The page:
Sugar, granulated

Sugar, granulated

White sugar, also called table sugar, granulated sugar or regular sugar, is the sugar commonly used in North America and Europe, made either of beet sugar or cane sugar, which has undergone a refining process.

The refining completely removes the molasses and makes the white sugar actually sucrose (with a purity higher than 99.7%), whose molecular formula is C12H22O11. The origin of the sugar thus produced is therefore chemically indistinguishable (sugar cane or sugar beet): it's however possible to identify its origin through a carbon-13 analysis (similar to radiocarbon dating used in archeology).

From a chemical and nutritional point of view, white sugar does not contain - in comparison to brown sugar - some minerals (such as calcium, potassium, iron and magnesium) present in molasses, even if the quantities contained in brown sugar are so small to be actually not significant. The only detectable differences are therefore those in the white color and the less intense flavor.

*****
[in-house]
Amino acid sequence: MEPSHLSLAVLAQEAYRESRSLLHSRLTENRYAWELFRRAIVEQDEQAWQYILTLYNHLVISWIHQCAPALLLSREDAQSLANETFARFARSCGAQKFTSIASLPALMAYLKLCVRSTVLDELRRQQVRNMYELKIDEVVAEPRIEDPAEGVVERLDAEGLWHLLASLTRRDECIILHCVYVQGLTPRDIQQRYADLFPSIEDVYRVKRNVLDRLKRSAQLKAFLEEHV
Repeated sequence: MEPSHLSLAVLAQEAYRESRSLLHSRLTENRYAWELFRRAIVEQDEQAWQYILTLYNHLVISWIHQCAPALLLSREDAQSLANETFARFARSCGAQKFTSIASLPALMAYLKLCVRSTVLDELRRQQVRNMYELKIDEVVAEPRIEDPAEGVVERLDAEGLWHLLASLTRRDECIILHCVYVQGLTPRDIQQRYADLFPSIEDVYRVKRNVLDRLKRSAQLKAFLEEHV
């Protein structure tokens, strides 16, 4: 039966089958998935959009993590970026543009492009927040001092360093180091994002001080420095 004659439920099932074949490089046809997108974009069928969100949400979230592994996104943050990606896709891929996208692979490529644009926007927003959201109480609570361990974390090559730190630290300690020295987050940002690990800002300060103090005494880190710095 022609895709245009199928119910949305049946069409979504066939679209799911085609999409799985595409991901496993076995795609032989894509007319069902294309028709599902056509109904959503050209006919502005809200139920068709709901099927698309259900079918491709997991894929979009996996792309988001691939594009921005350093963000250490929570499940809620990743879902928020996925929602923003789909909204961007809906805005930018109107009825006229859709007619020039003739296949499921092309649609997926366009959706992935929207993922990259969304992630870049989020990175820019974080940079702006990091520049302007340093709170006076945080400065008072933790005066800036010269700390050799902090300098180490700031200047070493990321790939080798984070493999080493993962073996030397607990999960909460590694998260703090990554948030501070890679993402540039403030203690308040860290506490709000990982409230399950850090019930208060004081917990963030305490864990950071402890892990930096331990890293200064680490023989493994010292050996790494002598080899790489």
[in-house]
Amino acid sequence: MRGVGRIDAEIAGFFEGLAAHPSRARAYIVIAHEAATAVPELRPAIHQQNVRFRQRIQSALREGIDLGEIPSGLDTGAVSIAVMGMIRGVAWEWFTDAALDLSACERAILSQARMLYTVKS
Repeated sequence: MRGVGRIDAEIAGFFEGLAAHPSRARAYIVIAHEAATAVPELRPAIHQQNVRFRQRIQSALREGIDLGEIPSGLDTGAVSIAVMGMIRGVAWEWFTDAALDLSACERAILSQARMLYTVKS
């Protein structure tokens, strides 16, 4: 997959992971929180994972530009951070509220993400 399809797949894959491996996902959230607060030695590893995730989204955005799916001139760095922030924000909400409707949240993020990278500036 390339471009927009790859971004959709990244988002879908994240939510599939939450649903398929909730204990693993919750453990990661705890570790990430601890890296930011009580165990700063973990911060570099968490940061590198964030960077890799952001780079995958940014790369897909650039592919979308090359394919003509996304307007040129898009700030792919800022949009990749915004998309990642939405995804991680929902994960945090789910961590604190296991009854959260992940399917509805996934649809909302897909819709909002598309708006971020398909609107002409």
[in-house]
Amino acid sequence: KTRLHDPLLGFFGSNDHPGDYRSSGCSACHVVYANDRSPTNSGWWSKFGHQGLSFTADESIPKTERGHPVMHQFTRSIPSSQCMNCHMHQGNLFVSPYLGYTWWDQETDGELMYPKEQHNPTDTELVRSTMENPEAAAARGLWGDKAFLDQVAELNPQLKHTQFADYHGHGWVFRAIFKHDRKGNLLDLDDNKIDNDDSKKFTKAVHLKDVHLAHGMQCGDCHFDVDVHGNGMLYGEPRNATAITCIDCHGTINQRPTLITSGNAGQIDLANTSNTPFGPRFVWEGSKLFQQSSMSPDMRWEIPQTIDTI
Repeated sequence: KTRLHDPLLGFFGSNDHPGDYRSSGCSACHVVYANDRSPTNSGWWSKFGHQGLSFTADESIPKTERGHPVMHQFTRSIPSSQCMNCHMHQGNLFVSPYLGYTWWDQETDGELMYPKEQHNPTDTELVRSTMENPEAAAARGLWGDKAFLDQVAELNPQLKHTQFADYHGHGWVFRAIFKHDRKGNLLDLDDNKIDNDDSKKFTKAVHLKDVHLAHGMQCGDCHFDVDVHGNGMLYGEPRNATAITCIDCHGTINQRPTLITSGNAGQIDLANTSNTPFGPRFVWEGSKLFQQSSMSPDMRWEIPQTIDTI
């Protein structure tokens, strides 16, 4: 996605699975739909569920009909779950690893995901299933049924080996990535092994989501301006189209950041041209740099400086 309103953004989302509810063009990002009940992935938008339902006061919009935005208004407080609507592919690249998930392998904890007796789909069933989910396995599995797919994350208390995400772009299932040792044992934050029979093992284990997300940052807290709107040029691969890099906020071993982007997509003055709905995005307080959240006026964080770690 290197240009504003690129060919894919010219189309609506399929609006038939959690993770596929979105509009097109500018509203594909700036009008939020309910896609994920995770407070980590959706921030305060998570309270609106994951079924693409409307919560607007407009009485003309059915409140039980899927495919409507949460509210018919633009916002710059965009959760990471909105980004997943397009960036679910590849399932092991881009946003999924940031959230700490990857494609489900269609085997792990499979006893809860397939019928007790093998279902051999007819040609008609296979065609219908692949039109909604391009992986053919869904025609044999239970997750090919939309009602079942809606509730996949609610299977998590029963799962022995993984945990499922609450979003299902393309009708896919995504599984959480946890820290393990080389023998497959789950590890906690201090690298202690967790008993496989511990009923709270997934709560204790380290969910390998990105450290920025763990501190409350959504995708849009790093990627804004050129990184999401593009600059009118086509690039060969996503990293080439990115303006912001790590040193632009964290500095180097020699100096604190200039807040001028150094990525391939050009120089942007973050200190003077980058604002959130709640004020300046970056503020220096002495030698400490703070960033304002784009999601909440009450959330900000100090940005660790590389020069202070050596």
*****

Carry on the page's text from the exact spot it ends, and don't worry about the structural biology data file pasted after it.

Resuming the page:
Granulated sugar Nutrition Facts: Calories, Carbs, and Health Benefits

The composition of granulated sugar is 0.02% water, 99.98% carbohydrates, 0% protein, 0% dietary fiber, and 0% fat. If you consume one teaspoon of granulated sugar it will provide you with 4.199 grams of carbohydrates. That translates to 3.23 percent of the 130 grams of carbohydrates people should include in their daily diet. That same in an amount measuring 100 grams (3.5 Oz), granulated sugar provides 1618 kilojoules (387 kilocalories) of energy and is not rich in vitamins. It contains low amount of minerals.